In an open letter to New York City officials on Tuesday, a group of 250 business leaders asked the city not to raise taxes as they struggle to get back on its feet after over a year of economic hardships from the pandemic.
— Partnership for NYC (@Partnership4NYC) March 23, 2021
The letter is addressed to Democratic Governor Andrew Cuomo, Leader Andrea Stewart-Cousins and Speaker Carl Heastie, telling the government officials that the leaders felt the need “to express alarm at plans to enact the largest spending and tax increases in the state’s history.”
The leaders add that the “current budget proposals” will make it more difficult for New York to recover from the devastating economic impact caused by the coronavirus pandemic over the past year.
Reuters reports, “New York’s fiscal year 2022 budget projects a $37 billion revenue loss over four years due to the pandemic. Budget plans have called for raising $1.54 billion and $1.4 billion in the next two fiscal years on taxable income greater than $5 million.”
The letter states,
The American Rescue Plan, for which most of us advocated, is providing $1.9 trillion in federal funding to eliminate the need for new state and local taxes this year. Once we are on a path toward restoring more than one million jobs and thousands of small businesses that New York has lost in the past twelve months, there may well be need to raise new revenues to fill the gaps in our education, health and social welfare systems.
At this moment, however, significant corporate and individual tax increases will make it far more difficult to restart the economic engine and reassemble the deep and diverse talent pool that makes New York the greatest city in the world. We are not alone in this view; among others, the nonpartisan Citizens Budget Commission has said these tax increases are “both unnecessary and economically risky,” thanks to federal aid and higher than expected tax receipts in 2020.
The business leaders add that the pandemic has shown that people can work from anywhere, and increasing taxes in New York will make it more difficult to bring employees back to New York who have relocated elsewhere over the past year.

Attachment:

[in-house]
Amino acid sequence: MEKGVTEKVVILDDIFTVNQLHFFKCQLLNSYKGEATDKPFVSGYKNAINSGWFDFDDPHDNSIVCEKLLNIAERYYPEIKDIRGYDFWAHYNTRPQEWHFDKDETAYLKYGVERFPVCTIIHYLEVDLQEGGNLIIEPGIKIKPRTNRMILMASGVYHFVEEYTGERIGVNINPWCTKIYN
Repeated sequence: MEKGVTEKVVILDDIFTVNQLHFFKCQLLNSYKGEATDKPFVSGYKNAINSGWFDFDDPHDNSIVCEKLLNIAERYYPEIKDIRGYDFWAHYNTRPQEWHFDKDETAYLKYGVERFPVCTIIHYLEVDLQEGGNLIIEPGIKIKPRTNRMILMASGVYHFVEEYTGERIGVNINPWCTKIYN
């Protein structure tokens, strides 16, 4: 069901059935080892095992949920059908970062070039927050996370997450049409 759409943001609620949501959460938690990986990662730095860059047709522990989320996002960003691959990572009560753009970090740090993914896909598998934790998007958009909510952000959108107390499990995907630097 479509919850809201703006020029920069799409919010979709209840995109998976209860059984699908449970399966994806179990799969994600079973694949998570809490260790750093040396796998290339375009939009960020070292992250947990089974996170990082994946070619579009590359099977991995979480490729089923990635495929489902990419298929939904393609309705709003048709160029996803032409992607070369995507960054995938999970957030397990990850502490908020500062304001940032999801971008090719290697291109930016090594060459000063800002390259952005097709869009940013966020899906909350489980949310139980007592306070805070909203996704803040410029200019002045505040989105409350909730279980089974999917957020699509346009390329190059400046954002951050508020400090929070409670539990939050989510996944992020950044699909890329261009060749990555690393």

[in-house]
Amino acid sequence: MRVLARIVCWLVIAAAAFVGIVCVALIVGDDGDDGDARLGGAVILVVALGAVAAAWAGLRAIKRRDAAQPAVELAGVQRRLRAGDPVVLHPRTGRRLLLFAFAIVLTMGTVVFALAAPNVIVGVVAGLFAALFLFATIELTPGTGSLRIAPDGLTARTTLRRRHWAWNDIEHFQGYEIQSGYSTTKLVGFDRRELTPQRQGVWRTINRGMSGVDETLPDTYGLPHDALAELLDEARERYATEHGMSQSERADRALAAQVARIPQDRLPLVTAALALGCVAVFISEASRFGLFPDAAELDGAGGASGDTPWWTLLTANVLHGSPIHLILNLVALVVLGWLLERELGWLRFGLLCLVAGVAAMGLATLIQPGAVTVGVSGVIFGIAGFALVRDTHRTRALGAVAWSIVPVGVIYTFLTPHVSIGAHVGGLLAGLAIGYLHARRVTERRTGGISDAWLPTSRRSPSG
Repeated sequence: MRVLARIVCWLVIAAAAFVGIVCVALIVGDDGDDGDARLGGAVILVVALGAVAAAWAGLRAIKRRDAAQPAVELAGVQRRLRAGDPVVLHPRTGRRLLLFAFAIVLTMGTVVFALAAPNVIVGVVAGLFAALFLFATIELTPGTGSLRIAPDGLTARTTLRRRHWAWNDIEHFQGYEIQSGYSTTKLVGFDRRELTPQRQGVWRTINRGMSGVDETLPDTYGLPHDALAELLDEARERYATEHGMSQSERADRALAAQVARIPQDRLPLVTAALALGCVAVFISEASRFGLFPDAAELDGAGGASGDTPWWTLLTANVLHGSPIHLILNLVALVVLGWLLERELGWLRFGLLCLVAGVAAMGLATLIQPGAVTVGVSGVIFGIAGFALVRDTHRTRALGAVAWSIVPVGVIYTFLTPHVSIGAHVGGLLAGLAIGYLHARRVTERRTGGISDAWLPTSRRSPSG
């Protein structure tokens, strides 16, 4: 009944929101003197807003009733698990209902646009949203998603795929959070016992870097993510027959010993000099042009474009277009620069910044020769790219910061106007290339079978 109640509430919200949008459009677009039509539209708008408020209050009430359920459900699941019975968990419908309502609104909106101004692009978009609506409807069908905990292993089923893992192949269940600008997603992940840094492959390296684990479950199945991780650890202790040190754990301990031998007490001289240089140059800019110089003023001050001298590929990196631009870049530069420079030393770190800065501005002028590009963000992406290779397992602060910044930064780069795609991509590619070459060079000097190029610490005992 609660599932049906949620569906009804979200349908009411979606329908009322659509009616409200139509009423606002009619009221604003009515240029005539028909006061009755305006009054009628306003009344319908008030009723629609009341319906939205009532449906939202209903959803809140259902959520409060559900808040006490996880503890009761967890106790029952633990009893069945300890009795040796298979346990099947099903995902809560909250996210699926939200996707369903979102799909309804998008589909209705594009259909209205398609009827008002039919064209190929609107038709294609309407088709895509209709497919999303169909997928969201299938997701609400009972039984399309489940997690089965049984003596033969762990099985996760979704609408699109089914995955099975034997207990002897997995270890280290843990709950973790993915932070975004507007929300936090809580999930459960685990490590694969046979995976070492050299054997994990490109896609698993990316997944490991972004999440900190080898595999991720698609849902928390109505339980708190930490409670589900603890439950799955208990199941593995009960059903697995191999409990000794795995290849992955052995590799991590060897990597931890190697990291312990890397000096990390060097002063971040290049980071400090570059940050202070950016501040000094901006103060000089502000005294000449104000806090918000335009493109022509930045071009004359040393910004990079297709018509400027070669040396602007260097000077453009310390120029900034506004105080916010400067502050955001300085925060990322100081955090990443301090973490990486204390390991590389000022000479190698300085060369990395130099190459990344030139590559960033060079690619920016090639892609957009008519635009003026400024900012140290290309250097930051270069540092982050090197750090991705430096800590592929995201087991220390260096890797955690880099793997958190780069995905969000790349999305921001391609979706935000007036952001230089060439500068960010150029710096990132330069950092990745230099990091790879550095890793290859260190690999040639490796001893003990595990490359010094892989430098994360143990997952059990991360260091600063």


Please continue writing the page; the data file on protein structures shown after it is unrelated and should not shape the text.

“This is not about companies threatening to leave the state; this is simply about our people voting with their feet,” the letter continues, stating that new taxes could lead to companies moving their businesses to other states “where the talent wants to live and work.” The leaders use the example of the 1970s when half of the city’s Fortune 500 companies left New York “and it took thirty years to recover.”
The letter continues, stating that the coronavirus pandemic “has also put a spotlight on the inequitable condition of Black and Latinx communities, low-wage workers and immigrant populations who were struggling to survive in our high-cost cities in the best of times but have been ravaged during the past year. We understand your need to respond to these urgent human needs and we will continue to support these efforts through expansion of partnerships for education and workforce development, hiring and small business assistance.”
The leaders make the point that COVID-19 has likely affected the region in ways that are not fully known yet, adding that “a healthy state economy” needs government and businesses to be able to work together.
The letter closes with the plea for government leaders to “hold off on major tax and spending changes” until the coronavirus pandemic is in the past, “and the path to recovery is better defined.”